Slip rates along the narrow Magallanes Fault System, Tierra Del Fuego Region, Patagonia
The up to 1000 km-long Magallanes Fault System (MFS) is the southernmost onshore strike-slip plate boundary and located between the South American and Scotia Plates. Slip-rates, a key factor for understanding neotectonics and seismic hazard are only available there from geodetic models. In this study, we present the first direct geologic evidence of MFS slip rates. Late-Cenozoic slip rates along the main MF is 5.4 ± 3.3 mm/yr based on lithologic geological separations found in regional mapping. Late-Quaternary deformation from offset geomorphologic markers was documented along the MFS in Chile and Argentina based on a combination of satellite mapping, fieldwork, and Structure from Motion (SfM) models developed from drone photography. By combining displacements observed in SfM models with regional Late-Quaternary dating, sinistral slip rates are 10.5 ± 1.5 mm/yr (Chile) and 7.8 ± 1.3 mm/yr (Argentina). By comparing our results with regional models, contemporary plate boundary deformation is narrow, approximately ~20–50 km wide from Tierra Del Fuego (TdF) and east (one of the narrowest on Earth), which widens and becoming more diffuse from Cabo Froward north and west (>100 km wide). In addition to the tectonic implications, these faults should be considered important sources of fault rupture and seismic hazard.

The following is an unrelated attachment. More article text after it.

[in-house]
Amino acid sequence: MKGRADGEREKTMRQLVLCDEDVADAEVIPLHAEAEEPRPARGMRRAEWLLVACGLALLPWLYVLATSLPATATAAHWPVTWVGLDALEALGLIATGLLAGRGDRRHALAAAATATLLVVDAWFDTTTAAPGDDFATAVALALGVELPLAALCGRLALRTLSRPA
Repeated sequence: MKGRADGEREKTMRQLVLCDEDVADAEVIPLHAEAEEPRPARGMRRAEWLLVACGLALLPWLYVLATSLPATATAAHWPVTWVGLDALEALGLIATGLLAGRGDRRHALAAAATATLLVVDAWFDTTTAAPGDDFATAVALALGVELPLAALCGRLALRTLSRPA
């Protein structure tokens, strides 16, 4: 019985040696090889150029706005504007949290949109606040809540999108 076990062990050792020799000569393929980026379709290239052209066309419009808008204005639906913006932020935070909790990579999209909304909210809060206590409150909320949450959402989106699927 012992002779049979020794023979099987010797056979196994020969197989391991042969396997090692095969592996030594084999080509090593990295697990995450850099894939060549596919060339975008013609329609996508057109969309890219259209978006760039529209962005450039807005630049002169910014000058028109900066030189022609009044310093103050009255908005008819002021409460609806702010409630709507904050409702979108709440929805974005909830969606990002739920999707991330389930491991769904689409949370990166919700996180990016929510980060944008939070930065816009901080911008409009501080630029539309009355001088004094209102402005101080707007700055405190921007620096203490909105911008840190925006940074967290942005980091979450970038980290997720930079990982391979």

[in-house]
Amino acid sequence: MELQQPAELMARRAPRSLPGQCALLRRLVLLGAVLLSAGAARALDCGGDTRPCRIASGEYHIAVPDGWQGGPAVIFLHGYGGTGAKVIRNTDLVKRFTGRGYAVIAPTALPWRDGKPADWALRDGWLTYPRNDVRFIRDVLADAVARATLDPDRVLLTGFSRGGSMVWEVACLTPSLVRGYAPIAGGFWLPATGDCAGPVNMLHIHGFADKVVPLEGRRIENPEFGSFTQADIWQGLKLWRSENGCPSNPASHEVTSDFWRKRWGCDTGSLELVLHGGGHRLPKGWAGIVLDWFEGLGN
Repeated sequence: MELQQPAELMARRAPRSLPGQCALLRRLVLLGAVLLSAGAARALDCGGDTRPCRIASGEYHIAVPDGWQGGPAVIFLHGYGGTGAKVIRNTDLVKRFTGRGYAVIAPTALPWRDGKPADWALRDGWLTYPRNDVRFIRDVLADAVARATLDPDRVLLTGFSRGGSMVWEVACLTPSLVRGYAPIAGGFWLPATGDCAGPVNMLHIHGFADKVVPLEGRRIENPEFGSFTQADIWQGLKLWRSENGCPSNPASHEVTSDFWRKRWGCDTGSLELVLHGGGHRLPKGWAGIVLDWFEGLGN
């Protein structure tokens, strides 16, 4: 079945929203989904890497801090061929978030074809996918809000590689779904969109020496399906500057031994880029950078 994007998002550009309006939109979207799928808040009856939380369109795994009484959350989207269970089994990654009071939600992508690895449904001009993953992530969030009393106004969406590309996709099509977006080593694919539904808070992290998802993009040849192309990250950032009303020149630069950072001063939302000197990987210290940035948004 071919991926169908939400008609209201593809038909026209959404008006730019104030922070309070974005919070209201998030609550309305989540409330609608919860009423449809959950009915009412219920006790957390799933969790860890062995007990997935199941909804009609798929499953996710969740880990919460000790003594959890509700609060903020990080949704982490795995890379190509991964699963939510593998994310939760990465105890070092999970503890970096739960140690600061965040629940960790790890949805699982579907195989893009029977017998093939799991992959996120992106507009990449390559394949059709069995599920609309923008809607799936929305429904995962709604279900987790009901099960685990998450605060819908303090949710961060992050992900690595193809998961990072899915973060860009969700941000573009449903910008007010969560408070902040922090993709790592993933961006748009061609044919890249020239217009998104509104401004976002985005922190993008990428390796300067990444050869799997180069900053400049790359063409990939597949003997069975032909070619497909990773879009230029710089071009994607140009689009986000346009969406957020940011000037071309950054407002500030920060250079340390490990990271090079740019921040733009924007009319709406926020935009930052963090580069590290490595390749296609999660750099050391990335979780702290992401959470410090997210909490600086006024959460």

|Título de la Revista:||Scientific Reports|
|Editorial:||Nature Publishing Group|
|Fecha de publicación:||2020|